Carey AluM Awarded Grant to work With City Youth
For some teachers, connecting with disengaged students can be hard. It can be especially hard in places like Baltimore's inner-cities, where students face extenuating challenges inside and outside the classroom.
Brian Gerardo knows this. He experienced it first-hand as a teacher at REACH! Partnership School in East Baltimore. The problem inspired Gerardo, a graduate of the Johns Hopkins Carey Business School and Maryland Institute College of Art's joint MBA/MA Design Leadership program, to start an after-school club inspired by a personal passion: hip hop dance.
“I knew that building strong relationships was the best way for me to provide the best possible education for my students,” Gerardo said. “Hip hop dance was something I was really interested in, and so I thought I would share that passion with my students to help me build relationships I could leverage in the classroom.”
The program was met with rave reviews, raising attendance rates and engagement level among Gerardo’s students. Other teachers began asking for Gerardo and co-founder, Cynthia Chavez, a graduate of Johns Hopkins School of Education, to host workshops at other schools. What began with four students blossomed into the Baltimore Dance Crews Project, a nonprofit that has reached thousands of Baltimore youth.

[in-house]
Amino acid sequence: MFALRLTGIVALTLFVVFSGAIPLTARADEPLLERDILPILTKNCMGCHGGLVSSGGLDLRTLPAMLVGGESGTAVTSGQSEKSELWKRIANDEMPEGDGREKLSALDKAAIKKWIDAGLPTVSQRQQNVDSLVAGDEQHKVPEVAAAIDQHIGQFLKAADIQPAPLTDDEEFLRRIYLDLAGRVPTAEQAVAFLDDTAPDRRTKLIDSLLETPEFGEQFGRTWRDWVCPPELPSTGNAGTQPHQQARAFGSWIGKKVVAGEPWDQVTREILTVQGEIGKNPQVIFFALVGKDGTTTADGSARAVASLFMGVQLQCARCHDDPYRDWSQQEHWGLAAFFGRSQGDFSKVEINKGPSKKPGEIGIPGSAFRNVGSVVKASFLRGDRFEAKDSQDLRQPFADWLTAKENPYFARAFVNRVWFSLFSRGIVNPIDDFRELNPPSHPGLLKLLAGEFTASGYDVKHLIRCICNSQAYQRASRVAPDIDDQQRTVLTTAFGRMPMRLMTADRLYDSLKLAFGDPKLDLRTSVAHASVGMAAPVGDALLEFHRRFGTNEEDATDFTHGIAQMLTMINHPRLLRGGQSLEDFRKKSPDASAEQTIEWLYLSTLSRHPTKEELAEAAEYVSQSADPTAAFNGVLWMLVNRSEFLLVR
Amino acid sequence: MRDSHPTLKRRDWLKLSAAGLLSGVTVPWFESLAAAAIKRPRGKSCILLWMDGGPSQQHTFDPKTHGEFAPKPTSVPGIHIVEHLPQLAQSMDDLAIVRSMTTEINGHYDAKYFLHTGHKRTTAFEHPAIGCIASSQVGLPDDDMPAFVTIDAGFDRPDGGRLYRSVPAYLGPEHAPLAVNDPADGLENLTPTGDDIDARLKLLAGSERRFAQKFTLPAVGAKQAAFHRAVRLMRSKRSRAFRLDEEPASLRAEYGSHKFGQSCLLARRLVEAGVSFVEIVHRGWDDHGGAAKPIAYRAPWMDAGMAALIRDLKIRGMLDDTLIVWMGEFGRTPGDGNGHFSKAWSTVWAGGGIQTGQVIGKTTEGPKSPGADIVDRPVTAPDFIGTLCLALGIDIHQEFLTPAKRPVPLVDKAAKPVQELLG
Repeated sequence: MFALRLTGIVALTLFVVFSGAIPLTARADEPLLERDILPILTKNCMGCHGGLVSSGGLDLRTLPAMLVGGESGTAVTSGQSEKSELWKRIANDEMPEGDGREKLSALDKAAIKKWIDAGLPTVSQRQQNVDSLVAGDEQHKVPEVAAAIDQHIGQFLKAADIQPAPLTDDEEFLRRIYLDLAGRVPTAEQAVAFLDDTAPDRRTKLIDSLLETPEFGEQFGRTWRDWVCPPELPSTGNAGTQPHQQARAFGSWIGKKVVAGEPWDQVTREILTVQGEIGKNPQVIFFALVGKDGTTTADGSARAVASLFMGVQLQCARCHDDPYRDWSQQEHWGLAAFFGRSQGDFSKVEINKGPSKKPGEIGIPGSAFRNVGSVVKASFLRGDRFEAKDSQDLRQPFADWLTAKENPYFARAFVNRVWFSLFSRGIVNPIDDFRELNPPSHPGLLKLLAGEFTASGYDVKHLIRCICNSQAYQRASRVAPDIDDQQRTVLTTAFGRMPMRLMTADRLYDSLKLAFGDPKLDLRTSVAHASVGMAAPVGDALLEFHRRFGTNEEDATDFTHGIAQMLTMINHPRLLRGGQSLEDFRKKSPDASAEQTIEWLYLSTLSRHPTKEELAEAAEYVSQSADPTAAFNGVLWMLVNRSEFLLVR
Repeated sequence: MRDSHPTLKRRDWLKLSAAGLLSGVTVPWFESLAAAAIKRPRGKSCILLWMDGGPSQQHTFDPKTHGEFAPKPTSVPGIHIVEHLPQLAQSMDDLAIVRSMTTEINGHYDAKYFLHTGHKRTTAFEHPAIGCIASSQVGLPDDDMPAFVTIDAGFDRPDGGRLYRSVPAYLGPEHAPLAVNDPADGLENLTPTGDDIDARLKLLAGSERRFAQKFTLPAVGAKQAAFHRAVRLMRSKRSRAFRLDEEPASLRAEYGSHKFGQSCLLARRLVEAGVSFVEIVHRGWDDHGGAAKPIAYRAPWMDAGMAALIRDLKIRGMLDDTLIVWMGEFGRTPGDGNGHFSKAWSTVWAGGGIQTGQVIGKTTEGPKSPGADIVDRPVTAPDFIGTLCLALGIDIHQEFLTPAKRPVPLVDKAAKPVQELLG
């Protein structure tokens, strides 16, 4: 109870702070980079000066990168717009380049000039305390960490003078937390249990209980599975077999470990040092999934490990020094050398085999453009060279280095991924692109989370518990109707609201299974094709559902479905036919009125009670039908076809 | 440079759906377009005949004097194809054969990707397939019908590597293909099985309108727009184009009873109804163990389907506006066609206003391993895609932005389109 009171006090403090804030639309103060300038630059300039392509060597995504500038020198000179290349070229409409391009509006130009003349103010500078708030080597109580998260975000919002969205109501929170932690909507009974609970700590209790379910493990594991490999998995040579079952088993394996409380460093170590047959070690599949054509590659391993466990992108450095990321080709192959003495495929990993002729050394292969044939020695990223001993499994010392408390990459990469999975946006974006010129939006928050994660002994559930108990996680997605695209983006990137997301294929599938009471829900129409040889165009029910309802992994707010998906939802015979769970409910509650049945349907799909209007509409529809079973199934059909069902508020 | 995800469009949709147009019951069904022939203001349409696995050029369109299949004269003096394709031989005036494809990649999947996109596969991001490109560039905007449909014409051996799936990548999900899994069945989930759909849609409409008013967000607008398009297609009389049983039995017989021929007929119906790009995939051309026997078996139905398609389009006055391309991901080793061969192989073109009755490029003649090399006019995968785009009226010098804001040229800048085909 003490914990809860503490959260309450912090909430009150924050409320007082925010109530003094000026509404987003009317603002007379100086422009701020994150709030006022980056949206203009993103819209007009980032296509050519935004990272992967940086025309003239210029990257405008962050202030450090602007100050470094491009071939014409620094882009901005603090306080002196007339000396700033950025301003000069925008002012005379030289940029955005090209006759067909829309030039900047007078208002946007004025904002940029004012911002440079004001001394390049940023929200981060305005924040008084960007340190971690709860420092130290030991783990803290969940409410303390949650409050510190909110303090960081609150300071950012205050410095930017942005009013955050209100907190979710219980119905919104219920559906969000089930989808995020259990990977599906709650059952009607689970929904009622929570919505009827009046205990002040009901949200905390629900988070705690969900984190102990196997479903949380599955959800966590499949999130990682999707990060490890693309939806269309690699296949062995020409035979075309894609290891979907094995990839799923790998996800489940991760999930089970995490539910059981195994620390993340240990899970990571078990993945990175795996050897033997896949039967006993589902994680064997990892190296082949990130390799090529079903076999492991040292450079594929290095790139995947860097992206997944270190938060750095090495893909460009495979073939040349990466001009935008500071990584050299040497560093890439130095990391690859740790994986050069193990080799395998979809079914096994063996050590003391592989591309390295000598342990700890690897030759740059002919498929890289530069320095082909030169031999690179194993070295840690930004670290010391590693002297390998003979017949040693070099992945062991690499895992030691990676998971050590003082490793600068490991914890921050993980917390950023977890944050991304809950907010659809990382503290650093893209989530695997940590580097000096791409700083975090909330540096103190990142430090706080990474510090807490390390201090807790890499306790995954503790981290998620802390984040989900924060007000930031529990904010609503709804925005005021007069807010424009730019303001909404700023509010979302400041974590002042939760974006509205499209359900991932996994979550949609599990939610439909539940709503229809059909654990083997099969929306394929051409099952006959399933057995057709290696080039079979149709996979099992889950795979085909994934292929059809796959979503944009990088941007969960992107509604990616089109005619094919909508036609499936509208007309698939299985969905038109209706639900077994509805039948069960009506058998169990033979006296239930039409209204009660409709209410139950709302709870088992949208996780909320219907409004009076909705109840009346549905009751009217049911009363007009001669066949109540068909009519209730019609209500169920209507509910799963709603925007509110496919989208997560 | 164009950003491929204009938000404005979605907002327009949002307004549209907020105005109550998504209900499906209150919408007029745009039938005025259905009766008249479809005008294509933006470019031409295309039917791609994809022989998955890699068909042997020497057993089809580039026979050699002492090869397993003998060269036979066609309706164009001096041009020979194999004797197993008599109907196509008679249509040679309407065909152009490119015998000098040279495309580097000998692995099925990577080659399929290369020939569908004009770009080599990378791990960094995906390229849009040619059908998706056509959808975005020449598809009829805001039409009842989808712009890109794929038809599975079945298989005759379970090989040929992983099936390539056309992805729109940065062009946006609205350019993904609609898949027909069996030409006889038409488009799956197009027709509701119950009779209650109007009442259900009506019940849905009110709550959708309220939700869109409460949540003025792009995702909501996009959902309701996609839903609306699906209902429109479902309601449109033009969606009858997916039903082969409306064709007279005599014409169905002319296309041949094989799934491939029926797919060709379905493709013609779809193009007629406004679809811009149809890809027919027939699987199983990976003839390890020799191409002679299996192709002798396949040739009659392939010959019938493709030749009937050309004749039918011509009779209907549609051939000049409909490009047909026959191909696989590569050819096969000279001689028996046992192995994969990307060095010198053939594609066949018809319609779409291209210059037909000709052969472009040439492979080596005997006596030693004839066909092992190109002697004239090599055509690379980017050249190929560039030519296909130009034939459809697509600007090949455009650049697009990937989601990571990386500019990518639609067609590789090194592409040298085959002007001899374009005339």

Last month, the nonprofit, led by Gerardo as executive director, was awarded a $60,000 grant by the Open Society Institute of Baltimore as part of its 2015 Community Fellows program.
The organization awards the funds, to be distributed over an 18-month stretch, to local social entrepreneurs to help grow or launch projects addressing issues in Baltimore’s most underserved communities.
The funding signals a seminal moment for Gerardo and the nonprofit, as it will allow him to fully dedicate himself to growing and enriching the number of programs offered by Baltimore Dance Crews Project. Going full-time with the nonprofit has been Gerardo’s goal since enrolling in the Carey Business School and MICA program in 2012.
Gerardo says his education has played a key role in the success of the program by giving him the necessary skills and approach to take the nonprofit to the next level.
“One of the biggest things I learned was how to think creatively about the challenges we face; to be able to think through a problem from a human-centered design approach,” he said. “We have to make sure we are designing solutions with people in mind, and that the people we work and serve are creating the solutions.”
Posted on December 10, 2015 In